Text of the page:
Washington Evening Journal

Fairfield Ledger   Mt. Pleasant News
Neighbors Growing Together | Sep 20, 2018

Washington’s path to citizenship

Mar 01, 2018
On Wednesday, Marcelo and Gabriela Pallacios received their certificates of completion for a six-week class that is the first step to the couple becoming full United States citizens. While they are permanent residents in the U.S., they had not completed the tests to become full citizens. The course was offered by Latinos for Washington Inc.

By David Hotle, The JOURNAL


Not very long ago, Marcelo Pallacios and his crew helped build the Washington Public Library, doing some cement work and waterproofing. On Wednesday evening he and his wife Gabriela received certificates of accomplishment in that same library which will allow them to move onto the next step toward American citizenship.

Pallacios said he has been in the United States since he was 5 years old, saying his father was in the amnesty program and is a permanent resident in the U.S.

“I have just been neglecting becoming a U.S. Citizen,” he said. “I don’t know why. Now I think it is time to get it done.”

A bridge builder by trade, he said that many times he is away from home for work and hadn’t had the chance to take the classes to prepare for the test to become a citizen. He said that he had been laid off for two months and took the opportunity to begin studying to become a citizen.

After the six-week course, the couple graduated Wednesday and are waiting for their turn to take the citizenship test. While six people had begun the class, the couple were the only graduates receiving their certificates Wednesday. During the class, which included a mock interview, Mayor Jaron Rosien attended to congraduate the candidates.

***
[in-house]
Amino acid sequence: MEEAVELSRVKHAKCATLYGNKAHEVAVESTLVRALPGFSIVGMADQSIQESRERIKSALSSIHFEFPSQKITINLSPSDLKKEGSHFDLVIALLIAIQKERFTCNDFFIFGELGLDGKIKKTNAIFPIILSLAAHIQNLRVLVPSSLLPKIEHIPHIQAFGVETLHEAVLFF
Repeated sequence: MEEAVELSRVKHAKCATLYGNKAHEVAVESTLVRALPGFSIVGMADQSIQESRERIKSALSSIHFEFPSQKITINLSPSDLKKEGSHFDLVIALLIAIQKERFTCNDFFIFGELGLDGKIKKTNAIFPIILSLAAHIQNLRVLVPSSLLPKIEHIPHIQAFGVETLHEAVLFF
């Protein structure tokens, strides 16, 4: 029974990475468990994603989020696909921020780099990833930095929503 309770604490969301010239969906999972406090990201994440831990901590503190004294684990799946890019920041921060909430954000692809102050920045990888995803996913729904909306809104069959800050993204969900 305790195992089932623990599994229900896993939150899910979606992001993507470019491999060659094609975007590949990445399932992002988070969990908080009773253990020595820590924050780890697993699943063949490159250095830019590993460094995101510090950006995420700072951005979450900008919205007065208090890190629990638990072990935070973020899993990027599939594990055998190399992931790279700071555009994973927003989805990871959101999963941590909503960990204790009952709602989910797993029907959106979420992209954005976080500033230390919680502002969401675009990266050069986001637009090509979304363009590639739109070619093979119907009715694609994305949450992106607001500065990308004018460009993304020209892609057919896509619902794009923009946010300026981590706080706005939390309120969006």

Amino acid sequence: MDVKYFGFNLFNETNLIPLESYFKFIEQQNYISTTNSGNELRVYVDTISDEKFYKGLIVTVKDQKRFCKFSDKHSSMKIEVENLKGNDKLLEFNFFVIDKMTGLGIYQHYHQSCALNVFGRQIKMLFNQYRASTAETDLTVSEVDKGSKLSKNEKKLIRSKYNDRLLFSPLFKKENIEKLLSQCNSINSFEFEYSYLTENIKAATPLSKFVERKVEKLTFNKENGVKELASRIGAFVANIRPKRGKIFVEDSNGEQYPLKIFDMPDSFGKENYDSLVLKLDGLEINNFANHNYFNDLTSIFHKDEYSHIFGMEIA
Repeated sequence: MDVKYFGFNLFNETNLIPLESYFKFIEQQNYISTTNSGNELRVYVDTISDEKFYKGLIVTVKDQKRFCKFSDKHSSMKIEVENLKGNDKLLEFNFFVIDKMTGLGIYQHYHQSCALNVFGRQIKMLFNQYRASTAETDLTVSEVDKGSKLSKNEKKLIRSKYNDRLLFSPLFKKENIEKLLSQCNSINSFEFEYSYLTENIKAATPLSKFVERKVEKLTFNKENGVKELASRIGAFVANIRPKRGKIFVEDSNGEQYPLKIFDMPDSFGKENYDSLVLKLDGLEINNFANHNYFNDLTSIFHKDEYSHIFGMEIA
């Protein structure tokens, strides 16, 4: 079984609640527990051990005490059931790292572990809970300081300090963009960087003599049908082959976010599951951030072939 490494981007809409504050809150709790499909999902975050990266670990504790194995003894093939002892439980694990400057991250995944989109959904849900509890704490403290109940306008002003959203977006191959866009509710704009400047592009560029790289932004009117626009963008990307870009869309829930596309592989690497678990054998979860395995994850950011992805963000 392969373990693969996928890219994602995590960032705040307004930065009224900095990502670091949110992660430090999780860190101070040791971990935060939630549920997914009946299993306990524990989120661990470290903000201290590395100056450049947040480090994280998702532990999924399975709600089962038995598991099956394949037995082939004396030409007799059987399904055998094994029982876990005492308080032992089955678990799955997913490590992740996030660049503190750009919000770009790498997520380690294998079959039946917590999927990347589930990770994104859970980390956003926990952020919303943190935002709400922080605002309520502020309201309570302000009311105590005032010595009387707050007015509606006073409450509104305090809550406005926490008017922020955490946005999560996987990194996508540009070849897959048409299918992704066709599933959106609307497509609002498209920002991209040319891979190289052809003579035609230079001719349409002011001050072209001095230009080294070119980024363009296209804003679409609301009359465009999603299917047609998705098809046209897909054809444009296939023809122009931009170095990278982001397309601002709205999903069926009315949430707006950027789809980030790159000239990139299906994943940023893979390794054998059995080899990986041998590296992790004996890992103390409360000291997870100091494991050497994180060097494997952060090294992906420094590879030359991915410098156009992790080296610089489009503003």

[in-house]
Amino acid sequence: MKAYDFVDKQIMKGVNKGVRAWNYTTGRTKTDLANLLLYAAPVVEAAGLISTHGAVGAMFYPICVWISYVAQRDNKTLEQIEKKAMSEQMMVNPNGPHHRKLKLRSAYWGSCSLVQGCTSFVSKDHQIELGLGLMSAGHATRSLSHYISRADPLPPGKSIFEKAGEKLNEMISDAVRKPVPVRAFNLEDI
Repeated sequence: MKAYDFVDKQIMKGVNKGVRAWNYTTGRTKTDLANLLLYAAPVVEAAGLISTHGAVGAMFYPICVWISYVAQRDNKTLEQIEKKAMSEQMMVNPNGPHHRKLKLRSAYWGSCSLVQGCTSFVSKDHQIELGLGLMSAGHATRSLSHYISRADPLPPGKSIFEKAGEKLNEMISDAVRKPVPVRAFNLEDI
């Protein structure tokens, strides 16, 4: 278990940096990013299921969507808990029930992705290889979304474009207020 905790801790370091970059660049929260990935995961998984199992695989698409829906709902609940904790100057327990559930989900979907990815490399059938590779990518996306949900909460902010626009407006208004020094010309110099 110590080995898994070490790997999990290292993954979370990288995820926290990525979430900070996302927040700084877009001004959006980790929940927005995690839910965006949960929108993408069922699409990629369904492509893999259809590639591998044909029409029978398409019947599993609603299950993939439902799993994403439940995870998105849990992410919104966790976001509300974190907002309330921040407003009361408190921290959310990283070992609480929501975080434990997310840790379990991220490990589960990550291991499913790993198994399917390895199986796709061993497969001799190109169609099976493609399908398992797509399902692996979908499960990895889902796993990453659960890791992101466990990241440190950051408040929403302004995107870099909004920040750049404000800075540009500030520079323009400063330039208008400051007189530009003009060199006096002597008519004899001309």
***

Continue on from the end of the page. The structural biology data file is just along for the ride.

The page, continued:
“Our Latino population in Washington offers a lot to this community,” he said. “I’m happy to have been invited to stop and say hello.”

Anyone who has been to the Washington Farmers Market knows Gabriella and the Latino corn on the cob she makes in her booth. The couple say once they become citizens they hope to open their own business. She said she hopes to bring everything she sells at the farmers market to a small shop.

Gabriella said her parents had brought her as a child to the U.S. in 1992. She graduated from high school in Columbus Junction. The couple decided to get their citizenship together.

“When I saw that they were giving the free classes I saw it as a great opportunity,” she said. “Not a lot of people do that. No one does them for free, really. So we appreciate them taking time to come and teach us.”

The couple now have to apply to become citizens, wait for a background check to be completed on them, and to be scheduled to take written and verbal tests for citizenship.

Instructor Colleen Sheely said the path to citizenship isn’t as easy as many people think. She said the process can take as long as nine months. It entails filling out a 20-page application, sending in $750 and going to Des Moines for a background check and fingerprints. After that, she said, it is a question of waiting for the interview.

“Here I get them ready for the citizenship interview — the civics test,” she said. “There are three parts of the test. There is a civics test, a writing test and a reading test.”

The citizenship class is offered by Latinos for Washington Iowa. For more information on future classes, see the group’s Facebook page. the group is also beginning to plan for the Latino Festivl that will be held June 3 as part of Summer Classic. The planning event will be at 6 p.m. March 13 in the library.


Comments (2)
Posted by: Glen Peiffer | Mar 28, 2018 06:43
Posted by: Glen Peiffer | Mar 28, 2018 00:25
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